0
$\begingroup$

PEGylation is the covalent attachment of PEG (PolyEthylene Glycol) to molecules (e.g. proteins). It states in wikipedia ("PEGylation"):

The covalent attachment of PEG to a drug or therapeutic protein can "mask" the agent from the host's immune system (reducing immunogenicity and antigenicity), and increase its hydrodynamic size (size in solution), which prolongs its circulatory time by reducing renal clearance

It seems to be a widely used method in phrmacology. (Other medical uses for peg PEG - as a laxative- macrogol, and as an excipient in some drugs.)

However, there is another use for PEG which is to fuse B cells with immortalised myeloma cells in order to produce hybridoma cells for the production of antibodies. That means, PEG have the ability to fuse two cells together.

How then, it's considered safe to use it as a drug? How come it doesn't fuse cells inside the body (when taken orally or intravenously)? Under which conditions is this property (cell fusion) of PEG observable?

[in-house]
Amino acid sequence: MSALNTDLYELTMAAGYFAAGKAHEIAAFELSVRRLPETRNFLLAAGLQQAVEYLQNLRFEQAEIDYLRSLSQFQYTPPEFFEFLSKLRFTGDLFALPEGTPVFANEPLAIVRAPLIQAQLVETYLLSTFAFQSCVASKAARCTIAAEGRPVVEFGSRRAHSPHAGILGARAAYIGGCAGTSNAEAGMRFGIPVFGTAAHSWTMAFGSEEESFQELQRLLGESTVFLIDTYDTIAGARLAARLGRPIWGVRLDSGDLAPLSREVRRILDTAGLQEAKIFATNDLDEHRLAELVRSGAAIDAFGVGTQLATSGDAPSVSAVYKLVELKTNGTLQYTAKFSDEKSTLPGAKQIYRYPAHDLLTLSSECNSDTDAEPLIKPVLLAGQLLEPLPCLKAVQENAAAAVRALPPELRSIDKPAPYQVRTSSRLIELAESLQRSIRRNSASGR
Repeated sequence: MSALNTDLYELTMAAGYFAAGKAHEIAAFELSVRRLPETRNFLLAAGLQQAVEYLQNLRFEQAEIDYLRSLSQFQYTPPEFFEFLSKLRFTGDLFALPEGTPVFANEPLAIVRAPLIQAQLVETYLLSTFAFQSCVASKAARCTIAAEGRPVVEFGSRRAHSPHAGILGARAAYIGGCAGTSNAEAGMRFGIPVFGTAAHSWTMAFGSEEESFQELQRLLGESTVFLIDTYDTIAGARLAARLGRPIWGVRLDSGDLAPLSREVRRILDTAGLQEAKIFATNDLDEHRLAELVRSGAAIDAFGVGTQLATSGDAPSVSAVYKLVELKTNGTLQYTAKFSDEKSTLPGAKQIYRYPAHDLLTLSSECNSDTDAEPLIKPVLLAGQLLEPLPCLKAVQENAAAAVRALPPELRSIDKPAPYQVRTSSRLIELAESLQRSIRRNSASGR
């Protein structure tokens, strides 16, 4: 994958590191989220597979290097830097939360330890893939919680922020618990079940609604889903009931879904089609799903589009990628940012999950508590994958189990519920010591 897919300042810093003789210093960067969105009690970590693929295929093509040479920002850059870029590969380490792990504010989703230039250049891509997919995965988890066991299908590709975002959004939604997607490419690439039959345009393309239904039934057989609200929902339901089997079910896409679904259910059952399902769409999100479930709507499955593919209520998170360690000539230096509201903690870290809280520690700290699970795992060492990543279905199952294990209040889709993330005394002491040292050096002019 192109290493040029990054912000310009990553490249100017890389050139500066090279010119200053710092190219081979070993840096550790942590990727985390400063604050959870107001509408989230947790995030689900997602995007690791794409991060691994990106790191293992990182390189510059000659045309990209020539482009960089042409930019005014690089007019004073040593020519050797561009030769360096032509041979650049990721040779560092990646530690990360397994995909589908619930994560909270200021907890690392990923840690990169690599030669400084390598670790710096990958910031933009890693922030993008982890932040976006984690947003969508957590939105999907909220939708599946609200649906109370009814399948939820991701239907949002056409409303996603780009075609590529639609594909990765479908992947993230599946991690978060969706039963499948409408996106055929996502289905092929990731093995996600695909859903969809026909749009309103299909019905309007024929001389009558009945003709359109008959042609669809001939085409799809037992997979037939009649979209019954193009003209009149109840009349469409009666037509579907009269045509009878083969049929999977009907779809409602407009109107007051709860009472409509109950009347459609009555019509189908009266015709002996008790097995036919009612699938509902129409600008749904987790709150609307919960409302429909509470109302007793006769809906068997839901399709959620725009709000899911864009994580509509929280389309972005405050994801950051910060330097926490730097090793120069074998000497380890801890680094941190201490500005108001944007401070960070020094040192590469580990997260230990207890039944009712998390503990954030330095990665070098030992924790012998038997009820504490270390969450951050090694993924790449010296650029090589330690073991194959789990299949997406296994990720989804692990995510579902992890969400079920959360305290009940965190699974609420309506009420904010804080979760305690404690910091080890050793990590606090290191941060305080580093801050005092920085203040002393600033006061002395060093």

$\endgroup$
3
  • 1
    $\begingroup$ Can you provide a citation for the cell fusion function of PEG? Bear in mind also that PEG is a polymer; molecules of different MW will have different activities, and those bound to another molecule will be different from PEG in free solution, etc. $\endgroup$
    – timeskull
    Commented Aug 4, 2022 at 13:52
  • $\begingroup$ wikipedia "Hybridoma technology".: Once splenocytes are isolated from the mammal's spleen, the B cells are fused with immortalised myeloma cells. The fusion of the B cells with myeloma cells can be done using electrofusion. Electrofusion causes the B cells and myeloma cells to align and fuse with the application of an electric field. Alternatively, the B-cells and myelomas can be made to fuse by chemical protocols, most often using polyethylene glycol. $\endgroup$
    – Ynk
    Commented Aug 4, 2022 at 20:16
  • $\begingroup$ Looking at the indicated protocols, they specify the myeloma cells should be split the day before fusion so they will be in "log phase" that is, constantly dividing. Normal cells don't do this in the body so that may be a factor. $\endgroup$
    – timeskull
    Commented Aug 4, 2022 at 21:14

0

You must log in to answer this question.